Foodie Confessions

Tuesday, June 4, 2013

Ever since a few years ago when I developed food allergies, I became more conscious about the foods Balazs and I eat. We started a routine of buying fresh products which meant minimalizing canned foods or any type of products that have an incredibly long date of expiry.

A few months ago I read an article about hidden sugars, salt and all the unpronounceable ingredients that hide in many healthy-labelled products and my head started to spin, especially when I noticed how much sugar a little box of (healthy) juice has. To add to it all, after reading a few different books about eating habits and recently watching the documentary Forks Over Knives, I’m confused! For example the documentary talks about how all animal-based products are not good for us and we should go with only a plant-based plan, while many people believe that we need meat (animal-proteins) to maintain healthy living. Also, some say that by cutting dairy out of our diet, we will feel better, more balanced and healthier.

So in a pursuit of the right path, I’d like to start a little series on exPress-o called Foodie Confessions. Let’s talk honestly about what we eat and what we believe in when it comes to food. Should we go organic, eat everything we want just balance it out, let our cravings determine our eating habits, eat raw or should we try making changes? Drastic or not – it’s always good to have someone to talk about things like that, right?

So let’s start with the simplest questions: who are you? Are you a vegetarian, vegan, do you eat meat regularly or just whenever you crave it? How about dairy, sugar and processed foods? (I am a meat eater who eats meat or fish once or twice a week but not always. I eat yogurts but only drink homemade almond milk). You? xo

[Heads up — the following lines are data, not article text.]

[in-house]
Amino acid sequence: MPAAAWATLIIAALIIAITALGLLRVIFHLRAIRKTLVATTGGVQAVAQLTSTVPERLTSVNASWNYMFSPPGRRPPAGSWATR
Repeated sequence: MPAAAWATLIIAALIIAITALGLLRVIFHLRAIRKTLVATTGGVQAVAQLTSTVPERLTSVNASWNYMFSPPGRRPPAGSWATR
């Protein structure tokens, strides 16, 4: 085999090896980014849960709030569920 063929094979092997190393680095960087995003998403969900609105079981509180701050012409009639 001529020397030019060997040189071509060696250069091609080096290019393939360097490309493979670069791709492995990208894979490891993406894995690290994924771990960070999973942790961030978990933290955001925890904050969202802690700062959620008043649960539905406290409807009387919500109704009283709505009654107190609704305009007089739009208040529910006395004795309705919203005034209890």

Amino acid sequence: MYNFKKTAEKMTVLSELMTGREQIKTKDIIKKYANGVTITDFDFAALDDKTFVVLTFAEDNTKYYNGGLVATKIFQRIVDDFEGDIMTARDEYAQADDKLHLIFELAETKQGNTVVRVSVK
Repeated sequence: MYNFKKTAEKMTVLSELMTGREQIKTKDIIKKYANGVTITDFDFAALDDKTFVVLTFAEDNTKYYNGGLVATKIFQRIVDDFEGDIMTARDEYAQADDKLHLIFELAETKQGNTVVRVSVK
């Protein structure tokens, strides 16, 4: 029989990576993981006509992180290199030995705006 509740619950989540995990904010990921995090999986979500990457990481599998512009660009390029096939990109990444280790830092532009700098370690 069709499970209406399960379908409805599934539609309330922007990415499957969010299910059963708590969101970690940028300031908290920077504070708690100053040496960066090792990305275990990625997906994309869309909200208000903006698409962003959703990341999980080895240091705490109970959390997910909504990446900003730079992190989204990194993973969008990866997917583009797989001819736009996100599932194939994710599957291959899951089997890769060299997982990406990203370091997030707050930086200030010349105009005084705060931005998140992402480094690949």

(Photos via Organized Clutter, The Daily Muse and by Karen Wise. Thanks for the documentary recommendation, Rebecca)

29 comments:

erin said...

I know what you mean. I find all the 'what to eat, what not to eat, what's healthy, what to avoid' debates all too confusing.
When I was younger I used to suffer from constant headaches, I notice as I got older and started cooking fresh foods for myself that the headaches lessened. Could be a coincidence, something I just grew out of, but I feel like there is a connection only because I never grew out of teenage acne.
I've also recently developed an intolerance to lactose. Cutting dairy out of my life has proved to be a challenge for me. (I love cheese and yogurt!)

Rebecca said...

There is so much debate about what is healthy for us. I have read about and tried the Paleo diet (cuts out a lot of stuff, like grains, dairy, high-sodium, processed food...leaves you with meat, veggies, and fruits). I felt that it worked well in that I lost some weight quickly, but I HATED eating (so maybe that's why I lost weight). Meals were bland and predictable. That could be mostly my fault, but I don't think I'll ever completely cut out dairy again.

As of now, I am a firm believer in 'everything in moderation'. Since the nutritionists seem to change thier minds every few years about whats healthy and whats not (for instance, whole grain...is it REALLY the cure all for your heart???), I'm just gonna eat the things I like, and make sure I'm not overloading on any one thing.

Renee, voice of The Blonde Muse said...

I eat one time a week meat and one time a week fish, the rest of the week I am a vegan. No diary, no bread because my stomach hurts after eating these products. The same with meat, but I really like to eat it so I'm doing it anyway.

katie said...

I know what you mean! It seems like there is always something we're doing "wrong" and it can be really frustrating to know where to draw the line. I've been a vegetarian for 16 years. I eat most dairy (I don't drink milk) and eggs and I try to buy organic when I can, but financially it can be tough. I try to buy organic when it comes to the dirty dozen or whatever number we're up to now. This year I've really tried to cut out/down on carbs, sugar and alcohol. It can be hard when you have a bit of a sweet tooth, but I do feel a lot better for it and I also noticed as a benefit my skin looks a lot better and clearer.

It can be a lot of work to eat healthy.

One fad that bugs me is fasting/detox juice diets. I think people are missing out on all the good things by juicing, such as fiber. Plus our liver is a super efficient, smart and sophisticated organ and works better than any juice detox. I'll stop ranting now! :)

LyddieGal said...

I have to say I pretty much eat what I want and try not to get too caught up in any specific diet. All things in moderation are fine. I love dairy, I don't want to cut it out of my life. Yes, there is a ton of sugar in fruit, but it's natural sugar, not like eating candy!

Merry Meri said...